It’s the second day of the ISTE Conference and this week I’ve partnered with Soundtrap for a special blog series! On Monday, Tuesday, and Wednesday this week, Soundtrap is sharing the very best from the ISTE Conference. Here’s the announcement in case you missed it!
It’s been a great first few days of the ISTE conference where I’ve connected with so many educators! Sharing and learning is taking place everywhere — from traditional presentations, panel sessions, and meet and greets on the Expo Hall floor.
Today is Day 2 of ISTE and yesterday Soundtrap pulled together an episode sharing big ideas from the event. You can head over to their special dedicated ISTE page to learn about yesterday’s episode. It featured education podcasters Mike Washburn, Glen Irvin and Michael Hernandez. You might have see this spring blog post featuring Michael’s podcast Change the Narrative.
The Day 2 episode of this special ISTE podcast features Jennifer Williams, author of the soon-to-be-released Teach Boldy and an appearance by yours truly. I can’t wait for you to listen up!
Soundtrap at ISTE
If you haven’t heard of Sound trap before here is the official description: Soundtrap is the first cloud-based audio recording platform to work across all operating systems, enabling users to co-create music and podcasts anywhere in the world. There are three Soundtrap products; Soundtrap for Storytellers, a podcasting solution, Soundtrap for Music Maker, a podcast and music creation tool and Soundtrap for Education used by the K-12 through higher-education markets. Soundtrap provides an easy-to-use, powerful and collaborative music and audio creation platform for all levels of musical interest and abilities. Headquartered in Stockholm, Sweden, Soundtrap was acquired by Spotify in December 2017. For more information, visit https://www.soundtrap.com/.
Soundtrap will release a new podcast episode each day of the ISTE Conference. Check back tomorrow for more updates from ISTE and the final episode of the series.
Podcasts in Your Classroom
Soundtrap loves making podcasts—and helping teachers make podcasts that give a voice to everyone in the classrooms. But technology can be intimidating for some teachers.
And Soundtrap gets that. Creating an ace podcast is easier than you’d think, says podcasting expert Meredith Allen, a technology consultant and international presenter for Soundtrap. Before you jump in, though, Allen points out that quality recordings take forethought, planning and proper execution. Remember, too, that building an audience takes time. She offers these few simple guidelines for creating mind-blowing audio projects that excite your students and captivate your audience:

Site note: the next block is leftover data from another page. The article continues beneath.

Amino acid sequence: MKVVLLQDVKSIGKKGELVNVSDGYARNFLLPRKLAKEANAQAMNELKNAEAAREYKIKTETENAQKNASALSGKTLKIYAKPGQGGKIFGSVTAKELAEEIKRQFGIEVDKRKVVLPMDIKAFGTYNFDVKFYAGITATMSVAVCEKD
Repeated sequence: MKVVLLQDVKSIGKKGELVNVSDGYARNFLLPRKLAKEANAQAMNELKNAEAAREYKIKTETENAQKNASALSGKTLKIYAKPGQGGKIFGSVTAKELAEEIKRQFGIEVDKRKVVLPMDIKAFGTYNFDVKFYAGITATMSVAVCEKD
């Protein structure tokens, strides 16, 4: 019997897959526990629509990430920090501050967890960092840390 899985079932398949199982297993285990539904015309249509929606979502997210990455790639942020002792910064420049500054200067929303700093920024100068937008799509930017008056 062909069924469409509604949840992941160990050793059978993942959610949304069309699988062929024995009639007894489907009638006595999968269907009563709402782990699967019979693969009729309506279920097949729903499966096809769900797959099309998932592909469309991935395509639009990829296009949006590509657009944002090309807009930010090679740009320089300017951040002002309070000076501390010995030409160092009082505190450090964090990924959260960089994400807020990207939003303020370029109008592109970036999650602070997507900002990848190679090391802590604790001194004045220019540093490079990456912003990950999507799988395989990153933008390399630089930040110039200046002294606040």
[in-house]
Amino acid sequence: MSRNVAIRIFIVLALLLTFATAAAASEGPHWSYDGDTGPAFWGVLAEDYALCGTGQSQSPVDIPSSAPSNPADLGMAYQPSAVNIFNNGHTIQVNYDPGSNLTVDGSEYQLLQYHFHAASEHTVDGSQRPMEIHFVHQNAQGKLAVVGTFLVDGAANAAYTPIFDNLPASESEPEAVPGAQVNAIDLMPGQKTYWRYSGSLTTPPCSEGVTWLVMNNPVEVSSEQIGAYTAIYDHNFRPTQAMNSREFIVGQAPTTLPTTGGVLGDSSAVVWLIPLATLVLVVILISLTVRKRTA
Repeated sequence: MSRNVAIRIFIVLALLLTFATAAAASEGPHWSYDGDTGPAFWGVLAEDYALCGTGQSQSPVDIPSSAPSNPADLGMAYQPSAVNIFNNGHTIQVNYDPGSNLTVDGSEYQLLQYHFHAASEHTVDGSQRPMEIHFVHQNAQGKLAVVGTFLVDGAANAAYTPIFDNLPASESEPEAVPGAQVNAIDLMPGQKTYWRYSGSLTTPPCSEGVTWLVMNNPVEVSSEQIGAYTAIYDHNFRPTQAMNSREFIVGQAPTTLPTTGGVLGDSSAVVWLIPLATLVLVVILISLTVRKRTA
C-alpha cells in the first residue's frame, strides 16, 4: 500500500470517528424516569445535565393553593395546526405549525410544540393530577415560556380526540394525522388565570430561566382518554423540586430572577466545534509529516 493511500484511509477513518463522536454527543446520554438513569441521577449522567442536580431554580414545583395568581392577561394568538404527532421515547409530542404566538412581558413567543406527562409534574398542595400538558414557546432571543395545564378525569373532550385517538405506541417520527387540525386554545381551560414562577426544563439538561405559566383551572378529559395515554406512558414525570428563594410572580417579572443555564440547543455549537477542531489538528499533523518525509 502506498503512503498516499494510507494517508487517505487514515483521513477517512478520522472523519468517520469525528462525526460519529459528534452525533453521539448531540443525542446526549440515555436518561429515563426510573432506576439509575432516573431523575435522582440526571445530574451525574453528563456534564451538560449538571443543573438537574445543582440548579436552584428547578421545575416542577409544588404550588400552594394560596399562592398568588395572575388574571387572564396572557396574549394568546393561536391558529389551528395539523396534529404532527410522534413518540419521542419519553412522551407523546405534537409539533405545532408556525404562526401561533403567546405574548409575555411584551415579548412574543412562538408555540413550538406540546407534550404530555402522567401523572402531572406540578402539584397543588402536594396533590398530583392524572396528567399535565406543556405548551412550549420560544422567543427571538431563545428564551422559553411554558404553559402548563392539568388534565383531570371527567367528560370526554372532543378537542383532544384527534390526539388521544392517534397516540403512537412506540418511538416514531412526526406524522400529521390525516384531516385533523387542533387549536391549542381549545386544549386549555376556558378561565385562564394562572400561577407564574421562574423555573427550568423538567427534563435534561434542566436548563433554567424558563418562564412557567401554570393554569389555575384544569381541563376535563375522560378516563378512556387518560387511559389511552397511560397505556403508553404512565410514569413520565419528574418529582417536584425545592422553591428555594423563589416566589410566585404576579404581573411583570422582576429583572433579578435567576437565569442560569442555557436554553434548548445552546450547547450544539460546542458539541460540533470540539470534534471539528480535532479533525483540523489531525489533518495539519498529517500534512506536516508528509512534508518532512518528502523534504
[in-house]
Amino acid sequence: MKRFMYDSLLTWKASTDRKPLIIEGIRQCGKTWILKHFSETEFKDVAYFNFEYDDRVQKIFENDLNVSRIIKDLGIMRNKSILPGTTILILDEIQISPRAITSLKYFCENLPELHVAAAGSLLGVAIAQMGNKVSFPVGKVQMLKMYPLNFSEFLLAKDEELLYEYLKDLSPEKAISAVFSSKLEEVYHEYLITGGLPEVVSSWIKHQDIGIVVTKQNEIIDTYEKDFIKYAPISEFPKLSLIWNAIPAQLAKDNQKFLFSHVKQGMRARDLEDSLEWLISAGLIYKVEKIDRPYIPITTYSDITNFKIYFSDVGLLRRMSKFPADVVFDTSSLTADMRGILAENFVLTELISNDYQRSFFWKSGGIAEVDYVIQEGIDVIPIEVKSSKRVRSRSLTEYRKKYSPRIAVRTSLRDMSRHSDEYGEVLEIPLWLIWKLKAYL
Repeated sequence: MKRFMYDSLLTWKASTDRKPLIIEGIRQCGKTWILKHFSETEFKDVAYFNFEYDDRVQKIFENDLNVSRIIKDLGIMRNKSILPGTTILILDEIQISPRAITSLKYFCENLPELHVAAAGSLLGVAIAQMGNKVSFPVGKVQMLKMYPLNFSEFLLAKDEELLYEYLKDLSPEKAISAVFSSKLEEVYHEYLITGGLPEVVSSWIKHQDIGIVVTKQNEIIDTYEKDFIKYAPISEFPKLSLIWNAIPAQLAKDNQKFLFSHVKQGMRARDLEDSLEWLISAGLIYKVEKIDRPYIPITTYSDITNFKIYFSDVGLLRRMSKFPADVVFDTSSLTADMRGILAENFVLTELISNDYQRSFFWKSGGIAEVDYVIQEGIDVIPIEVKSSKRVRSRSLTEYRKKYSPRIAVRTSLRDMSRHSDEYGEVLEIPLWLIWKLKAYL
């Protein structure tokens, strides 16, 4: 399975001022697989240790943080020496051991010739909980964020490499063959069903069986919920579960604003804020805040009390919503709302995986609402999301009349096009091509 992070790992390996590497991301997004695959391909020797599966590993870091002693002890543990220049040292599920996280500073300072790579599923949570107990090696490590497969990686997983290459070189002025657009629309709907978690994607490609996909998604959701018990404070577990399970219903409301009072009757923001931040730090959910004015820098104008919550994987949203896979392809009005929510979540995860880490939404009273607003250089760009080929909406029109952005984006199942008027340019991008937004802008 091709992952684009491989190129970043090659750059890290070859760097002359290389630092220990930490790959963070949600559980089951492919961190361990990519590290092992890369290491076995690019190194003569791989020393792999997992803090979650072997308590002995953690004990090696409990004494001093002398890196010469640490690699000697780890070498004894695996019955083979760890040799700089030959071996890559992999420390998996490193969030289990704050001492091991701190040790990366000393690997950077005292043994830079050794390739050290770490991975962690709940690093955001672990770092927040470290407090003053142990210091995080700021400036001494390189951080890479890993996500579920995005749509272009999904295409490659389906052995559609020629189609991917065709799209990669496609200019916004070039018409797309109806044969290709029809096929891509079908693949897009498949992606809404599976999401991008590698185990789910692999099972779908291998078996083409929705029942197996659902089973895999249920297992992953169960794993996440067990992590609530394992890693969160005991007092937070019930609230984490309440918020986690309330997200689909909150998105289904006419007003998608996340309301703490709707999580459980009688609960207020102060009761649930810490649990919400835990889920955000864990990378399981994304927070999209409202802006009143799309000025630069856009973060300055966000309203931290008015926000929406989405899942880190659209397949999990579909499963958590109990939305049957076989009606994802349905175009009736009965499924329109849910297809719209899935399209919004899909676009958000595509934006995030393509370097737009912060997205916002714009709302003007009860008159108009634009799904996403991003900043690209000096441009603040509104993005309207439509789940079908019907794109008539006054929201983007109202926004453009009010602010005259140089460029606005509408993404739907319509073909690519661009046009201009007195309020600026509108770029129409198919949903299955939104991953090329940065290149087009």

Pre-Podcast: Do Your Homework
Decide on format. Decide how you will deliver your podcast. Will you produce it in narrative? Talk-show format? Whatever format you choose, be consistent. And you may want to consider having more than one host. Discussions are generally more interesting with differing opinions and back-and-forth conversation.
Choose your content. Pick a topic that that sparks passion in your kids—the “thing” they can talk about endlessly with just about anyone. That way, you’re on track to interest the community you want to reach. Keep a running list of topics.
Brand your podcast. Choose a name that addresses the topic and is also compelling to your audience.
Select a length. Will you regularly have enough quality content for 15 minutes? 30 minutes? An hour? Be consistent here if you intend to create a series of podcasts. People will come to expect podcasts of equal length every time they listen in.
Invest in quality equipment. Clear audio is critical to creating a podcast that is professional and free of static and outside interference.
Decide on a broadcast schedule. If you’re truly serious about developing a podcast series to attract a regular following, stick to a predictable routine. Your audience will grow to expect your podcast on the promised date, and it’s important to provide it when you say you will.
Create, Edit, Refine
Once you’ve mapped out your planning process, it’s on to production:
- Spend some time listening to high-quality podcasts to get a sense of what works and what doesn’t.
- In pre-production, determine who will be heard in the recording, and if you will bring in guests for interviews.
- Record short portions of audio at a time, making sure to save often. It sounds backwards, but Allen recommends recording the introduction last. That way, podcasters have a better understanding of the entire podcast and can more easily sum up its theme.
- Take the time in post-production to edit and refine the audio. Add music, ambience, and sound effects, making sure to properly credit the artists that are featured in your podcast. You’ll find that these nuances really enhance your production.
- Publish. Link your audio file to Twitter, Facebook, your website and blogs, and other online platforms. Share and promote the podcast to the appropriate audiences. Give your listeners the space to engage with each other and with you—through voicemails, emails, tweets and Facebook messaging.
These tips will help your students connect—really connect—with your listeners and deliver content that matters and impact your students’ lives in a positive way.
Today, stop by Soundtrap’s booth—2153—to chat with their fun-loving team and see how a podcast is made—and maybe create one yourself. Also, from 10:30 am–12:00, join educator extraordinaire Taylor Haun for his presentation, “There’s Magic in That Sound! Music and Podcasts in Any Class!”
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